The law prohibits the naturalization of non-Muslims but allows male citizens of any religion to transmit citizenship to their descendants. The law forbids marriage between Muslim women and non-Muslim men, but Muslim men may marry women of any faith. The law requires children of such marriages to be brought up in their father’s faith, and the father’s religion to govern settlement of marital disputes. If a Sunni and Shia marry, the determining factor for the couple’s religion is whether the marriage certificate is Sunni or Shia. A Shia notary must authenticate a Shia marriage certificate.

According to the constitution, sharia governs inheritance. Religious courts administer personal status law. Courts may follow Shia jurisprudence in matters of personal status and family law for Shia at the first instance and appellate levels. If the case proceeds beyond the appellate level, the case will be adjudicated via regular Sunni personal status law. An independent Shia waqf (trust) administers Shia religious endowments.

An individual’s religion is not listed on passports or national identity documents, with the exception of birth and marriage certificates, on which it is mandatory. On birth certificates issued to Muslims, no distinction is made between Sunni and Shia.

Government Practices

Da’esh claimed responsibility for a suicide bombing at a Shia mosque in June killing 26 people and injuring more than 200 others. The government put 29 individuals on trial in connection with the bombing, ultimately sentencing seven of them to death. Following the bombing, the government ordered the Shia community to commemorate Ashura and other holidays indoors and took other security measures affecting all non-Sunni religious groups. The government arrested and convicted several individuals for insulting Shia doctrine and interrogated several imams for making what it considered to be provocative statements harmful to national unity. Nonrecognized religious groups (those without a licensed place of worship) reported they could worship without government interference provided they did not disturb their neighbors; the government arrested 11 Hindus for conducting religious services after neighborhood complaints. Shia and both recognized and nonrecognized non-Muslim religious groups reported a lack of facilities for worship and difficulties obtaining permission to construct new facilities. Shia continued to report discrimination against them in terms of the training of clergy and employment in the public sector.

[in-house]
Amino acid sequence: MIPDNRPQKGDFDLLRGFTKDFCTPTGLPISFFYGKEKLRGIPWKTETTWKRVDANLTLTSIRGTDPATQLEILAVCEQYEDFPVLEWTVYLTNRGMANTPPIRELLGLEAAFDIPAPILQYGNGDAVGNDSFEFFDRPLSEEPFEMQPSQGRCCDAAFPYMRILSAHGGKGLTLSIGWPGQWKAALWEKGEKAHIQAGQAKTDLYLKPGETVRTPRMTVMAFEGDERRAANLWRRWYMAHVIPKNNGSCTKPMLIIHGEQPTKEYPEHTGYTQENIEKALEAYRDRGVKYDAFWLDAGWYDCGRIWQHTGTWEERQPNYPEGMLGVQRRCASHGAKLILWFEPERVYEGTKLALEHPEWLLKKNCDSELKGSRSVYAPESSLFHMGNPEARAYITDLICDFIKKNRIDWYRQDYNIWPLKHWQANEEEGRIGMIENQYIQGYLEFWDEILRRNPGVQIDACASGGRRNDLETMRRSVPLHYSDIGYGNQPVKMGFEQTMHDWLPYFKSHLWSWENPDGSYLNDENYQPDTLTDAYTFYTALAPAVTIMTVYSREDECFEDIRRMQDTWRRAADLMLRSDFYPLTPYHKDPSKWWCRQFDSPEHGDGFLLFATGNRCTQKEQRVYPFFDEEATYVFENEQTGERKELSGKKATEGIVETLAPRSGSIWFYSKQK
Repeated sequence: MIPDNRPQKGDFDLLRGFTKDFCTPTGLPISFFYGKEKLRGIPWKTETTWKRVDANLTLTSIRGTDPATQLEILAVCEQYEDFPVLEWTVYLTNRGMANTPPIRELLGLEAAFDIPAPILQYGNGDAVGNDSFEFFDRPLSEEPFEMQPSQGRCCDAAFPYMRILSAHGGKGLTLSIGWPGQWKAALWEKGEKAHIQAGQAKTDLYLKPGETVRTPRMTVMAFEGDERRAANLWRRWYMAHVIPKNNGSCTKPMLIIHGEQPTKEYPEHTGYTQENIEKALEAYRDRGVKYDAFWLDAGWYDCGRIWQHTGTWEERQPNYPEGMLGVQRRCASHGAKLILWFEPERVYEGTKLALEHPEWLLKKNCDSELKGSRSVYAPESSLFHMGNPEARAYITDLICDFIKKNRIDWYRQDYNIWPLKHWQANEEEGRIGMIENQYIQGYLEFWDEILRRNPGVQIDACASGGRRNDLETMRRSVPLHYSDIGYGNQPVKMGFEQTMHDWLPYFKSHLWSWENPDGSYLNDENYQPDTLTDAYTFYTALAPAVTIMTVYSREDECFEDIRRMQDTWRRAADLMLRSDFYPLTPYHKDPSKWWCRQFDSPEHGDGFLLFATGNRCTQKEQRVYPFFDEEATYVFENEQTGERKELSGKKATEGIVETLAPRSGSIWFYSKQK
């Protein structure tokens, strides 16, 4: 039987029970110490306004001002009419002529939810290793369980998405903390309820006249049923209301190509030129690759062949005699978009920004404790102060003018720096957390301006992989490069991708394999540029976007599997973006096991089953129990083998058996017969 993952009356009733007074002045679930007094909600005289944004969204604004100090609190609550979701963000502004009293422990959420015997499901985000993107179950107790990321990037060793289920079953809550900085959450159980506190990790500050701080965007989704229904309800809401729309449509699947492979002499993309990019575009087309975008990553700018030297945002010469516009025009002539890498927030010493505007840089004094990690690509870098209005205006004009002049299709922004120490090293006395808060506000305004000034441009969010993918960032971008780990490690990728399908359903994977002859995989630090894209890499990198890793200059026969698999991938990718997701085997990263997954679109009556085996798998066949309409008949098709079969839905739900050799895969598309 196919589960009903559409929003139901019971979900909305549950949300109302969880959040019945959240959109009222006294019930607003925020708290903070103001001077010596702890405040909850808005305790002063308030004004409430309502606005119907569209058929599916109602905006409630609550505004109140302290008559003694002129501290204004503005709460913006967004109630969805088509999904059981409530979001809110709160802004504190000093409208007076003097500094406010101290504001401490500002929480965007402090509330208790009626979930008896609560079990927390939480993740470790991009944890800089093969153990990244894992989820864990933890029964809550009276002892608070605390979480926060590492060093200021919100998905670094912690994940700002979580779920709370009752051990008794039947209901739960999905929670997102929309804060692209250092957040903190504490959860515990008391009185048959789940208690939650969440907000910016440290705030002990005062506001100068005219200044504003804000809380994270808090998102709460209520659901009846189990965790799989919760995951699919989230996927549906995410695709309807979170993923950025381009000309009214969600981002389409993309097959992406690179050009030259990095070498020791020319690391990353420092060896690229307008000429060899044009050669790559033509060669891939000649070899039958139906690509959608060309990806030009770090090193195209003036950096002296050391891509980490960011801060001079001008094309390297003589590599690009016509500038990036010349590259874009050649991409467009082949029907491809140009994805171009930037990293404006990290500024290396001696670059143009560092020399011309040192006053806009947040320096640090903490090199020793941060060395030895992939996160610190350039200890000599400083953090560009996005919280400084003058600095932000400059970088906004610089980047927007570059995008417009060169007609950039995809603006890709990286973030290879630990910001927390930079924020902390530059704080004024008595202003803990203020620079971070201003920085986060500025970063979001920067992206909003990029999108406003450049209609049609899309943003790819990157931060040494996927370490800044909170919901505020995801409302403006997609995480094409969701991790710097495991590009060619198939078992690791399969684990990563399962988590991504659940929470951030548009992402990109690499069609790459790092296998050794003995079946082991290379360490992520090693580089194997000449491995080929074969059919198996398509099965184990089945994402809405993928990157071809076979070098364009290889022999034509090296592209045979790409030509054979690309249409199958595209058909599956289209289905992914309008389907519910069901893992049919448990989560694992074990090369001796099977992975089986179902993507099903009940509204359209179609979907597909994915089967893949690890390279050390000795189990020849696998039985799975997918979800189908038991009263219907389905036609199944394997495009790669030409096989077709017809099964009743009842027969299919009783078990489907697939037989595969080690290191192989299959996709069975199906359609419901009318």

On June 26, a suicide bomber attacked the al Imam al Sadeq Shia mosque in Kuwait City, killing 26 people and injuring more than 200. Government investigators identified a Saudi national as the bomber. Da’esh claimed responsibility for the bombing, saying it was an attack on a temple of the “rejectionists,” a term used by Da’esh to describe Shia. Following the bombing, the government ordered the Shia community to conduct all Ashura activities inside closed structures rather than at outside locations, where some activities previously had taken place. The government stated it took the decision due to security concerns. The government also stationed security forces outside of all non-Sunni religious venues during times of worship as a deterrent to further possible attacks. In July prosecutors charged 29 individuals in connection with the bombing. In September the court found 15 of the defendants guilty and sentenced seven to death (five in absentia).